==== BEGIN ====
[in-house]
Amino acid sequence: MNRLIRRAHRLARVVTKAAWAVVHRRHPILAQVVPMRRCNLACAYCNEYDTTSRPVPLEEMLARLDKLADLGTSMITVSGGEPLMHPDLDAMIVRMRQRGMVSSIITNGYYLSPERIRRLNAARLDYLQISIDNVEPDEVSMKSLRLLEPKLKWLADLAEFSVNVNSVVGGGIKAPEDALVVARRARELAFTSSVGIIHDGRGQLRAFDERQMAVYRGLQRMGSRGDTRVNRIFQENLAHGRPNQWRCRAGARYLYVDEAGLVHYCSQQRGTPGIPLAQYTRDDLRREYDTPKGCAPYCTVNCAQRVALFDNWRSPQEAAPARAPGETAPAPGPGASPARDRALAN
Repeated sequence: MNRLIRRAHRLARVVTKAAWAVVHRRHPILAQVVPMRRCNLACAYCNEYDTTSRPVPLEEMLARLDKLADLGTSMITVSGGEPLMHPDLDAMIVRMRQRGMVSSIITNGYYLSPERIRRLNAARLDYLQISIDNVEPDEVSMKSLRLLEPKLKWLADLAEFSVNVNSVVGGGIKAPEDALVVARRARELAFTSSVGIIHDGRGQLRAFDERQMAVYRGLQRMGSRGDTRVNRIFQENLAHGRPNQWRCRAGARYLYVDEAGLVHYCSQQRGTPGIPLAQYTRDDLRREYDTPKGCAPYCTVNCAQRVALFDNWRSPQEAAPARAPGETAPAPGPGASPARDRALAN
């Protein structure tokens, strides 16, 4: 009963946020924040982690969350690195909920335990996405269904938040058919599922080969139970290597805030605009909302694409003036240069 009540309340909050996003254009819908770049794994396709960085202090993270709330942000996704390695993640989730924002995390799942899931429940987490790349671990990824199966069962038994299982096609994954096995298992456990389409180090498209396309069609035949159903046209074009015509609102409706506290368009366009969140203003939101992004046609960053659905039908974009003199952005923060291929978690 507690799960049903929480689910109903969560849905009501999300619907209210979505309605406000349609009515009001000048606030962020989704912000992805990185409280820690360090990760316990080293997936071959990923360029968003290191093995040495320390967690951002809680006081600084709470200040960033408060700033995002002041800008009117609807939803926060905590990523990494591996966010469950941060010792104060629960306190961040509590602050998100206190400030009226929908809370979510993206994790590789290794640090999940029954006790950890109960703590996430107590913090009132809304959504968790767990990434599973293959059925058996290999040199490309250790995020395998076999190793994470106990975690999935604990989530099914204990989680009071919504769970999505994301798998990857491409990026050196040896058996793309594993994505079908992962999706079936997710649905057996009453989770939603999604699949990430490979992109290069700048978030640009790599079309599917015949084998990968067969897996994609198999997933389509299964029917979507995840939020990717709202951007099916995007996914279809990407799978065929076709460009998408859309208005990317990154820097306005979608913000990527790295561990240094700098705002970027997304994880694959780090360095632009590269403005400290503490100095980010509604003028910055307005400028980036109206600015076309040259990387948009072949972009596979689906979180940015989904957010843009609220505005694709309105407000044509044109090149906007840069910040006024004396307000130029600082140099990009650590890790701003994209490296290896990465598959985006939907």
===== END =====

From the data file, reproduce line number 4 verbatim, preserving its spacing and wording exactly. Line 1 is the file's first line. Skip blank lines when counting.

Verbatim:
């Protein structure tokens, strides 16, 4: 009963946020924040982690969350690195909920335990996405269904938040058919599922080969139970290597805030605009909302694409003036240069 009540309340909050996003254009819908770049794994396709960085202090993270709330942000996704390695993640989730924002995390799942899931429940987490790349671990990824199966069962038994299982096609994954096995298992456990389409180090498209396309069609035949159903046209074009015509609102409706506290368009366009969140203003939101992004046609960053659905039908974009003199952005923060291929978690 507690799960049903929480689910109903969560849905009501999300619907209210979505309605406000349609009515009001000048606030962020989704912000992805990185409280820690360090990760316990080293997936071959990923360029968003290191093995040495320390967690951002809680006081600084709470200040960033408060700033995002002041800008009117609807939803926060905590990523990494591996966010469950941060010792104060629960306190961040509590602050998100206190400030009226929908809370979510993206994790590789290794640090999940029954006790950890109960703590996430107590913090009132809304959504968790767990990434599973293959059925058996290999040199490309250790995020395998076999190793994470106990975690999935604990989530099914204990989680009071919504769970999505994301798998990857491409990026050196040896058996793309594993994505079908992962999706079936997710649905057996009453989770939603999604699949990430490979992109290069700048978030640009790599079309599917015949084998990968067969897996994609198999997933389509299964029917979507995840939020990717709202951007099916995007996914279809990407799978065929076709460009998408859309208005990317990154820097306005979608913000990527790295561990240094700098705002970027997304994880694959780090360095632009590269403005400290503490100095980010509604003028910055307005400028980036109206600015076309040259990387948009072949972009596979689906979180940015989904957010843009609220505005694709309105407000044509044109090149906007840069910040006024004396307000130029600082140099990009650590890790701003994209490296290896990465598959985006939907």